Evaluating who was the best player in the game, starting with Ross Barnes in 1871.
Who is the best player in baseball right now? You can make credible arguments for two players-Albert Pujols and Alex Rodriguez. Who then will win the MVP awards in their respective leagues? A-Rod will probably win the American League's, but Pujols is unlikely to reciprocate in the NL. More probably, it will be someone like Prince Fielder, who is certainly very good, and who might have had the best season in his league, but is certainly not the best player in baseball.
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Once-interim Baltimore manager Dave Trembley was recently extended through next season. David spoke to him about his decision-making, his role as a manager, and what it was like to take over for the Orioles.
After 20 years of riding the buses in the minor leagues, Dave Trembley has experienced a rollercoaster ride in Baltimore this season. Originally hired on an interim basis, Trembley's contract was extended through the 2008 season on August 22; the Orioles went 29-24 under him, and 29-40 with Perlozzo. That same night, the Orioles suffered their worst loss in franchise history, losing 30-3 to the Rangers in the first game of a double-header. Since that time, the Orioles have gone 3-15.
Jonah sits down with Lee MacPhail, the Director, Baseball Administration/Special Assignment Scout for the Washington Nationals. Among the items they discuss: old-school scouting, the situation of the Expos/Nationals, and the team's recent draft strategy.
Lee IV has worked in the Orioles, Texas Rangers, Cleveland Indians, Minnesota Twins and Montreal Expos organizations. He now holds the title of Director, Baseball Administration/Special Assignment Scout for the Washington Nationals. MacPhail recently chatted with Baseball Prospectus about his family legacy, the challenges of working under uncertain conditions with the Expos and Nats and other topics.
Johnson served as Senior Analyst of Baseball Development for the 2004 NL Champion St. Louis Cardinals. Now back in Silicon Valley, Johnson sat down with BP during a recent San Jose Giants game to discuss his background, his experience with the Cardinals, and where he sees the the most valuable applications of sabermetrics, both now and in the future.
Baseball Prospectus: Could you begin by telling our readers a little bit
about your academic background? In the baseball industry it is a bit
Current Mets third base coach Manny Acta seemingly came out of nowhere to be a finalist for Arizona's managerial vacancy. Carlos Lugo sat down with this successful Dominican League manager to learn a bit about his managerial philosophy, his background, and his experience in the Expos organization.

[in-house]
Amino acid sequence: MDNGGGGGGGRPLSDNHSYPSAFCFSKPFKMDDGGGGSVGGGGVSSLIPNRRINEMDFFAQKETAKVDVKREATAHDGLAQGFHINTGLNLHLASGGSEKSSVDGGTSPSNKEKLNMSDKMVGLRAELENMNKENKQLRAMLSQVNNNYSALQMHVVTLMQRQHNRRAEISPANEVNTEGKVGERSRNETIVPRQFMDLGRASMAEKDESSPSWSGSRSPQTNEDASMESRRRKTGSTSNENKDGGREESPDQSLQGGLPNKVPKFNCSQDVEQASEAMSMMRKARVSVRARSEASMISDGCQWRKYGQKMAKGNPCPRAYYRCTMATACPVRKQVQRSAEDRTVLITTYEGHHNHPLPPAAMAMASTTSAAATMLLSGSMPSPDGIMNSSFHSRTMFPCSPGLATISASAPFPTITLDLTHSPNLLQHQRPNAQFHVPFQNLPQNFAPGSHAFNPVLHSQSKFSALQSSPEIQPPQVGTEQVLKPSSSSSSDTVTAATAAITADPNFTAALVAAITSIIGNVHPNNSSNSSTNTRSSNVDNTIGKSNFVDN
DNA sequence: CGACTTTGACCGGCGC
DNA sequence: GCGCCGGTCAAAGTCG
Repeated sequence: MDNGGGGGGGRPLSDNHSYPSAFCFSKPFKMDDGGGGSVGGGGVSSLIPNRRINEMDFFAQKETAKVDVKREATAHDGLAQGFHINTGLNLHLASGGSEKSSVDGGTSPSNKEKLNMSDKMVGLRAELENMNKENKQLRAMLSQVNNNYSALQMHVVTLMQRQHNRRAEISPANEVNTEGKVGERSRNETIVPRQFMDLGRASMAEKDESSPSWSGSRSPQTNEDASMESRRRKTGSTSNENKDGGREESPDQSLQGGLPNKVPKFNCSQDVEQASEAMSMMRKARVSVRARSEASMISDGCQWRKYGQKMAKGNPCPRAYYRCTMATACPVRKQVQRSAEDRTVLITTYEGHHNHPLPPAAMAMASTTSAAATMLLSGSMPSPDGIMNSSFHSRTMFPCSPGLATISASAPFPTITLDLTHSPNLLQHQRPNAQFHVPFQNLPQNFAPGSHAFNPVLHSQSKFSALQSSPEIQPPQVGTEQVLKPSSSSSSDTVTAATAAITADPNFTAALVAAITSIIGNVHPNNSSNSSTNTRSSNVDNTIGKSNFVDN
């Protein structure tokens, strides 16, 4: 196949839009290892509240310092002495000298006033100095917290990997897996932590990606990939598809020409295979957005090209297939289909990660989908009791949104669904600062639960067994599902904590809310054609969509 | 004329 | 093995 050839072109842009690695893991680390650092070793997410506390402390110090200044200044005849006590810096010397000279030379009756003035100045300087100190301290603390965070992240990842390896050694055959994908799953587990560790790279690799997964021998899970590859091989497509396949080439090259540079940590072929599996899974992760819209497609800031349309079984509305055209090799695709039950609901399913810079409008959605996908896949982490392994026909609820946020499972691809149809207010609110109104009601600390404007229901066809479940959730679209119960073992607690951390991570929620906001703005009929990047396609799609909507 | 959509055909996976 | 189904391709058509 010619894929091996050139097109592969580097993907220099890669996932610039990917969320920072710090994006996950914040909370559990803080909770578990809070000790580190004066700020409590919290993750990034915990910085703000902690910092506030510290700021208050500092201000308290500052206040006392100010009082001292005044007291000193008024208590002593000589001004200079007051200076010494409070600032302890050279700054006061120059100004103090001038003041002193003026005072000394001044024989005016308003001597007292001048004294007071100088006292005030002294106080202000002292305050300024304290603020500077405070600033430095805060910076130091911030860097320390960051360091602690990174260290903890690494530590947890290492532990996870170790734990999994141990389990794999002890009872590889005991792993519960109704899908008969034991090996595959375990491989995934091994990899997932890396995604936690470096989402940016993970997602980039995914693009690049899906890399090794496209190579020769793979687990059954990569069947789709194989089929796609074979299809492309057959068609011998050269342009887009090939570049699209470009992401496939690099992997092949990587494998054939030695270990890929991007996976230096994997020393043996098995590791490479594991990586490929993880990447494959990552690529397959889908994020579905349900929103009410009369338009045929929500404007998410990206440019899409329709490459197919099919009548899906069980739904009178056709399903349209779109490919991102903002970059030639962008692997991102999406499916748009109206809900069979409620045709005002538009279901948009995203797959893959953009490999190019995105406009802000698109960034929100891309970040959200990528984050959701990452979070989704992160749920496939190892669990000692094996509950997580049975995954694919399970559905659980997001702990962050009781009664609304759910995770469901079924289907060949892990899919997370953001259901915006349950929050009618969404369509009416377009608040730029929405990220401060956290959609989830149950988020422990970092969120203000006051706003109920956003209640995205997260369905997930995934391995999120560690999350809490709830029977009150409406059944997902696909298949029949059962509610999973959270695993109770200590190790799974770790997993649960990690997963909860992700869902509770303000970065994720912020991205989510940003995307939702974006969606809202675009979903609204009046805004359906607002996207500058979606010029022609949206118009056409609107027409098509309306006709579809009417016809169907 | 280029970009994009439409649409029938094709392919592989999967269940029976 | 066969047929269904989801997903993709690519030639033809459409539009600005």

Acta managed for three years in the Dominican Winter League: in his first year he made the playoffs managing the Estrellas, and he spent the last two seasons at the helm of the nation's most popular and successful team, the Licey Tigers. Acta won the League's championship and Caribbean World Series in his first year with the Tigers, and lost a seven game Final Series against the Cibao Eagles this past January.
Carlos Lugo sits down with Hall of Famer Juan Marichal to discuss the art of pitching, the origins of his high leg kick, and what a pitcher needs to learn to stay effective.
Beyond his high style, Marichal also one of the best pitchers in history. A six-time 20-game winner, the former San Francisco Giants great won a total of 243 games, and his 191 wins during the 60s were the highest total of the
decade. Marichal never won a Cy Young award, because in the years he was great, somebody--namely Koufax, Gibson, Chance or Seaver--was historically great. Marichal pitched in eight All-Star games, winning two of them, and he was voted the 1965 game MVP. He was elected to the Hall of Fame in 1983, his third year of eligibility.
Over the next three weeks, hearings will be held to determine salaries for dozens of ballplayers. These hearings are the culmination of a process that begins in December, but has its roots in the early 1970s.
Salary arbitration had humble beginnings. The owners were exhausted by holdouts who refused to show up for spring training. The players were sick of having that refusal to play as their sole leverage in contract negotiations. With Flood v. Baseball failing to force a change in the reserve clause, arbitration seemed a reasonable solution.
Ed Fitzgerald, the Milwaukee Brewers Chairman and head of the owners' Player Relations Committee (PRC) in the early 1970s, embraced the idea as a way to neutralize the MLBPA's push for free agency. The Association's arguments against the owners would be weakened if the Lords showed a willingness to submit to binding and independent salary arbitration. Other owners, in particular the A's Charlie Finley and the Cardinals' Dick Meyer (who had experience with binding arbitration when he was labor chief of Anheuser-Busch), were suspicious, claiming that arbitration would drive salaries up. Which it would, compared to the status quo.